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Welcome to the Encyclopedia of Science Fiction, Fourth Edition. Some sample entries appear below. Click here for the Introduction; here for the masthead; here for Acknowledgments; here for the FAQ; here for advice on citations. Find entries via the search box above (more details here) or browse the menu categories in the grey bar at the top of this page.

Site updated on 23 May 2022
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Porter, Andrew

(1946-    ) US editor and publisher, active in Fandom since the 1960s, who founded and ran the influential Algol, for which he won a 1974 Hugo, as well as its longer-lived companion, Science Fiction Chronicle, a major Newszine which won Hugos as best Semiprozine in 1993 and 1994. Science Fiction Chronicle was eventually acquired by DNA publications in 2000, with Porter continuing as news editor until replaced in 2002. / Porter also published several titles under his ...

Ragged, Hyder

Pseudonym of UK lawyer and author Henry Chartres Biron (1863-1940) for King Solomon's Wives; Or, the Phantom Mines (1887), a Parody of H Rider Haggard's King Solomon's Mines (1885), of sf interest specifically for the spoof description of how the protagonists travel in a Balloon equipped with a device which keeps it stationary while the world turns. This pseudonym has sometimes erroneously been ascribed to John de Morgan, himself the author of several Haggard parodies. [JC]

Langley, Kenlis

Working name of Indian-born soldier and author Kenlis Langley Stevenson (1875-1946), in UK from an early age, in Canada from some point after World War One; his juvenile novel (see Children's SF), The Mountain of Mystery: A Tale of the Arabian Desert (1929), is set in a Lost World discovered by boy adventurers in North Africa. [JC]

Davis, Jake

Pseudonym of the unidentified author (?   -    ) – presumably US – of The Last Rangers sequence of sf Westerns, beginning with The Last Rangers (1992), and set in a post-Disaster environment soothingly reminiscent of the imagined nineteenth-century West, in which the Cybernetically enhanced Alamo Smith faces down grotesque foes. The series is copyright by its publisher, and may have had three authors, if they rode alone; or more. [JC]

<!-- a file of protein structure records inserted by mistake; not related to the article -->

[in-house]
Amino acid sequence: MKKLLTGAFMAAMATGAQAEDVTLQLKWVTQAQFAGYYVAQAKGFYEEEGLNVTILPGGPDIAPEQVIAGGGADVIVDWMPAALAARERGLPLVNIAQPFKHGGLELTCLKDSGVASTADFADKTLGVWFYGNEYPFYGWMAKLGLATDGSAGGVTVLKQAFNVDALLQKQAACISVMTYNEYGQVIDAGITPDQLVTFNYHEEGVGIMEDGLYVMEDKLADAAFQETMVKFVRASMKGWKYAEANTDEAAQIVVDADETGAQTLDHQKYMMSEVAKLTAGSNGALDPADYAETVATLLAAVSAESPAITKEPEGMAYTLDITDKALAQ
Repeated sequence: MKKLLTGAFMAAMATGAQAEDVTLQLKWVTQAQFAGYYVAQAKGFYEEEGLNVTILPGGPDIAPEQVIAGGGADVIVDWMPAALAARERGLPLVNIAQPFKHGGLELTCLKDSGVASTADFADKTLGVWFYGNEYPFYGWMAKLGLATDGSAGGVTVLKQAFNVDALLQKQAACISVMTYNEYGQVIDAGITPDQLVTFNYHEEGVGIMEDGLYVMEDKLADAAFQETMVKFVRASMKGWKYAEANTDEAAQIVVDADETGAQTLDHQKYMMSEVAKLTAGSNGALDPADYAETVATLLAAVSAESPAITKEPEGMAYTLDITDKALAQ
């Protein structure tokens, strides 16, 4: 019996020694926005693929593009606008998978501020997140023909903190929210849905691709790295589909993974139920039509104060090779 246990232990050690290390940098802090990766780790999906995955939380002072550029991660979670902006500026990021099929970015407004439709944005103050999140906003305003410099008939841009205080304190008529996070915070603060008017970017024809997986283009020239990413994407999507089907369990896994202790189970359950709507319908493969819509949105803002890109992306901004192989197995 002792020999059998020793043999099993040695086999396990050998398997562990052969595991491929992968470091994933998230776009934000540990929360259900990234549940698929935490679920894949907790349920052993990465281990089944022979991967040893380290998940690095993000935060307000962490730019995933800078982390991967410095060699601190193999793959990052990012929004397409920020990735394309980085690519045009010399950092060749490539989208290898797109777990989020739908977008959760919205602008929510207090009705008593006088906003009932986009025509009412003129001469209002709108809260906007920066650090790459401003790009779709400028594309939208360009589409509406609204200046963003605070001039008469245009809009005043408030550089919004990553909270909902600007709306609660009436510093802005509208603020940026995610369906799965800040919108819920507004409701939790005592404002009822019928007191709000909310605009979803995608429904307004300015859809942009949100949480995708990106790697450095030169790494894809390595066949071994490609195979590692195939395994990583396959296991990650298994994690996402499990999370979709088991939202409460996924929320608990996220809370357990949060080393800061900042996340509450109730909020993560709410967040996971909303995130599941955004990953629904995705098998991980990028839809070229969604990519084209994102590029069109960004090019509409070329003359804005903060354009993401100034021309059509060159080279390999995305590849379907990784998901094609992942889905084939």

Jackson, Charles Loring

(1847-1935) US chemist, influential academic and author, whose The Gold Point and Other Strange Stories (coll 1926) contains several sf tales, including "The Cube", about an amoeba-like Monster capable of imitating human form and Identity Transfer, and "An Undiscovered Island in the Far Sea", in which two strange interrelated intelligent species are discovered on a Pacific Island. [JC]

Clute, John

(1940-    ) Canadian critic, editor and author, in the UK from 1969; married to Judith Clute from 1964, partner of Elizabeth Hand since 1996. His first professional publication was the long sf-tinged poem "Carcajou Lament" (Winter 1960 [ie Autumn 1959] Triquarterly), though he only began publishing sf reviews in 1964 and sf proper with "A Man Must Die" in New Worlds for November 1966, where much of his earlier criticism also appeared. This criticism, despite some studiously ...



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